NS: Name Server records define the servers that respond to DNS queries for the zone.

MX: Mail Exchanger records define hosts that will accept email on behalf of the domain.

TXT: Text Records serve multiple purposes, but at their lowest level contain text. They are commonly used for DKIM (DomainKeys) Email Signing and SPF (Sender Policy Framework).


SRV: Service Records define the location (specifically, the hostname and port number) of servers for specified services. Common uses for SRV records are SIP (IP telephony), Microsoft Exchange, Lync and Active Directory. Conexim DNS provides a single form to assist in correctly setting up each of the attributes of an SRV record.

SPF record

SPF: Sender Policy Framework records define a list of servers or networks that are allowed to send emails on your domain’s behalf. Conexim DNS includes a single form for managing SPF records.

If there is a Resource Record type that does not exist in the list above, it can be created by selecting Other (RFC 3597). From here, you can enter any type desired. This can be used for creating new types of resource record or specifying rarely used RR types such as HINFO, SSHFP, LOC, AFSDB and NAPTR.

Naming Resource Records

A record

If you are familiar with other types of DNS server such as BIND, you will note that zone files typically allow you to specify the complete fully qualified domain name ( or just the name of the record itself (www). Conexim DNS requires that you enter the name of the record itself or leave the name field blank if you wish to create the record on the base (apex) of the domain.

The Time to Live (TTL) Attribute

In addition to the record-specific attributes that RRs contain, there is also a TTL (Time to Live). The TTL defines for how long a caching nameserver should keep the current version of the record before a new request is made to the authoritative Nameserver.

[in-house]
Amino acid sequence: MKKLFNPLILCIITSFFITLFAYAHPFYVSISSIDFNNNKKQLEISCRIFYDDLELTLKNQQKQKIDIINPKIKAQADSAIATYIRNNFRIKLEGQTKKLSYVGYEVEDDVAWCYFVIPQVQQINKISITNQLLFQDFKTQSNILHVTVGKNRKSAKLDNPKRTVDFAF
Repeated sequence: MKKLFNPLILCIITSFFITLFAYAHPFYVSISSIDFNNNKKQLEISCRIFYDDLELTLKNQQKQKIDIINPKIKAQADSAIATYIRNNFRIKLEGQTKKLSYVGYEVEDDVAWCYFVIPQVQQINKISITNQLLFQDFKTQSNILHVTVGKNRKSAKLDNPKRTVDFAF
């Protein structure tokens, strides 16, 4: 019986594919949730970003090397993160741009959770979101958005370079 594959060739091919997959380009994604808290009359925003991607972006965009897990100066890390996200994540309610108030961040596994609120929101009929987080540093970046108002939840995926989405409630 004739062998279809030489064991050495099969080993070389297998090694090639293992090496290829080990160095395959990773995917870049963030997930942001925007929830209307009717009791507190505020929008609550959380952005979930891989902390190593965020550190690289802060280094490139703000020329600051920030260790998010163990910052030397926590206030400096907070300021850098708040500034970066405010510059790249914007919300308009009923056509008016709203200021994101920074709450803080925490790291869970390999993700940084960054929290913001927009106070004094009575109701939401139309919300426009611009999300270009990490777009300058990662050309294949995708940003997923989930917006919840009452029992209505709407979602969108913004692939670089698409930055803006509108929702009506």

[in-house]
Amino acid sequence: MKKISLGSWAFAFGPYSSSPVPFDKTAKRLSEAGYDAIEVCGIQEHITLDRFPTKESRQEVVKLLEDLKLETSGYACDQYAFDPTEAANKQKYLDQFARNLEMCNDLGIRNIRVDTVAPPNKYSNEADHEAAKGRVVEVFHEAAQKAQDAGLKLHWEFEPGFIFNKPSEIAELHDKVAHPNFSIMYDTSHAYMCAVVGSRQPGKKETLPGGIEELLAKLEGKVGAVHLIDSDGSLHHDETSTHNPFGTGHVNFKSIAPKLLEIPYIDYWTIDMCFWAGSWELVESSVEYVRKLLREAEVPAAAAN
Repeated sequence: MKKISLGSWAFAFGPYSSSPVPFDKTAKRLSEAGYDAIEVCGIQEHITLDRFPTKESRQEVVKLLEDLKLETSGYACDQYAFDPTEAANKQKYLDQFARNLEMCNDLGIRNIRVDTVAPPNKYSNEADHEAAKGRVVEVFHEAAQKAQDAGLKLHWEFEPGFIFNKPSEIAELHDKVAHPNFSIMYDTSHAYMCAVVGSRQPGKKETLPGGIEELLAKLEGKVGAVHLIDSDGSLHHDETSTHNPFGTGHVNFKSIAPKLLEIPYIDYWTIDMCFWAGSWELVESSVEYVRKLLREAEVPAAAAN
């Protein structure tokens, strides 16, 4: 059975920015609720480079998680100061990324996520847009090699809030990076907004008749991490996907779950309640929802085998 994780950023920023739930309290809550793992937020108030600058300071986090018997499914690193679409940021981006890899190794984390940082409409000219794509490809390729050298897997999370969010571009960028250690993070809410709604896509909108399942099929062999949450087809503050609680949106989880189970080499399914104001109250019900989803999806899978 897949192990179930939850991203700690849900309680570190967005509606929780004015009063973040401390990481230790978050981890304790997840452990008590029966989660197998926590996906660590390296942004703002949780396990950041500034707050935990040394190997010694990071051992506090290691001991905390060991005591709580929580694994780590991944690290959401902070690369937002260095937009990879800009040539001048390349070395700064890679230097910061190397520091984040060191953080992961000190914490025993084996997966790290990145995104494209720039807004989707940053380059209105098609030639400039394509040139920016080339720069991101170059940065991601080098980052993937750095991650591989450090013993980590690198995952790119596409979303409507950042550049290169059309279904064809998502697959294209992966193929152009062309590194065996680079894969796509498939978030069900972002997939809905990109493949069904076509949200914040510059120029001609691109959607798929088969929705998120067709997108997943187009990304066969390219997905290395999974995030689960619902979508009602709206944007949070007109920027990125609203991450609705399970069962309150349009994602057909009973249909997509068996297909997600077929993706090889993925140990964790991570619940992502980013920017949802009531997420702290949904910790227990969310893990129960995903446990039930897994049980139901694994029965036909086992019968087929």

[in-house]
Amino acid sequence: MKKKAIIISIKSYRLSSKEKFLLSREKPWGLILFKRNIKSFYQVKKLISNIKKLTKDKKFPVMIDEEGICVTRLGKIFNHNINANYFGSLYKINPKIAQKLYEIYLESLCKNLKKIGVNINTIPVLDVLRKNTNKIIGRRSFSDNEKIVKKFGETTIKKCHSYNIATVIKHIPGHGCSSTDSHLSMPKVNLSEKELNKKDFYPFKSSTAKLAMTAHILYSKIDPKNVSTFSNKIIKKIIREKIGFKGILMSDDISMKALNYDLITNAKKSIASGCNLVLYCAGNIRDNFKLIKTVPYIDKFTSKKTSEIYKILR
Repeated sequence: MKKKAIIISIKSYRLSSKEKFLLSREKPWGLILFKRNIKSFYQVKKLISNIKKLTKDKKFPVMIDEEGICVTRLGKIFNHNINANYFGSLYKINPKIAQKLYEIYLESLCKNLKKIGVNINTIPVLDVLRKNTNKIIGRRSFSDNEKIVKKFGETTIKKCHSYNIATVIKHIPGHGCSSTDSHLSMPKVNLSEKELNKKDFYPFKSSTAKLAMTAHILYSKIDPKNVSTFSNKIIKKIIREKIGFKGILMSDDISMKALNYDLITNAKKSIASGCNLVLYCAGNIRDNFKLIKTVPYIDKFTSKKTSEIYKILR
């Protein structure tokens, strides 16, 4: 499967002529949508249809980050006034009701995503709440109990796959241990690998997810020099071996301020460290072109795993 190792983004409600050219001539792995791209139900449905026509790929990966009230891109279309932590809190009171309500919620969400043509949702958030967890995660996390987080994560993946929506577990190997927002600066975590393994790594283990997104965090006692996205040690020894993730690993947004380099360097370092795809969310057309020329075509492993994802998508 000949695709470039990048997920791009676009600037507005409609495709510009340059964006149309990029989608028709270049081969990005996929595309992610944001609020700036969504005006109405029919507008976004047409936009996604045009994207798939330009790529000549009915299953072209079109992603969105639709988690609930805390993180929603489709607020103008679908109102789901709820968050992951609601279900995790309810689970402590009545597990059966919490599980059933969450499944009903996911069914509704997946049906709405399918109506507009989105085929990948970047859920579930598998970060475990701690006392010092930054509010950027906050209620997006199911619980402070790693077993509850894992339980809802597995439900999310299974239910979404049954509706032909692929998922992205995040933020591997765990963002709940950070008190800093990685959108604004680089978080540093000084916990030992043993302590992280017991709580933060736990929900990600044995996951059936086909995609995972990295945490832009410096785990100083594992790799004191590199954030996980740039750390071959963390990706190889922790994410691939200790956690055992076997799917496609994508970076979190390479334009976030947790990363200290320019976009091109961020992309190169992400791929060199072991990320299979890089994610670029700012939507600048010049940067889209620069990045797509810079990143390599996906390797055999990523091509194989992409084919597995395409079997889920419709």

It is important to set the TTLs for records appropriately to ensure you can take advantage of a caching nameserver’s ability to quickly respond to DNS requests and at the same time, ensure that the setting is such that records that are likely to need to be changed quickly are not inhibited by delays in caching Nameservers serving the updated record.

While the settings will depend on your exact implementation, Conexim offers the following guidance in setting DNS records:

Record Type TTL Comment
NS 86400 (24h) Name Servers are unlikely to change often and can usually be planned with some notice.
MX 86400 (24h) The nature of email being able to store and forward allows for longer TTLs.
A and AAAA 300-3600-86400 (5m-1h-24h) Depending on the purpose of the record A/AAAA records are more likely to require a change. If the record may need to be changed as part of Disaster Recovery – these must be set lower.
SPF 86400 (24h) SPF records are unlikely to experience frequent change.

Priority Attribute

Both MX and SRV records contain a priority attribute. Where there are multiple servers serving mail or providing a specific service, configure multiple records with the same name (usually blank for MX), the record with the lowest priority number is the more preferred.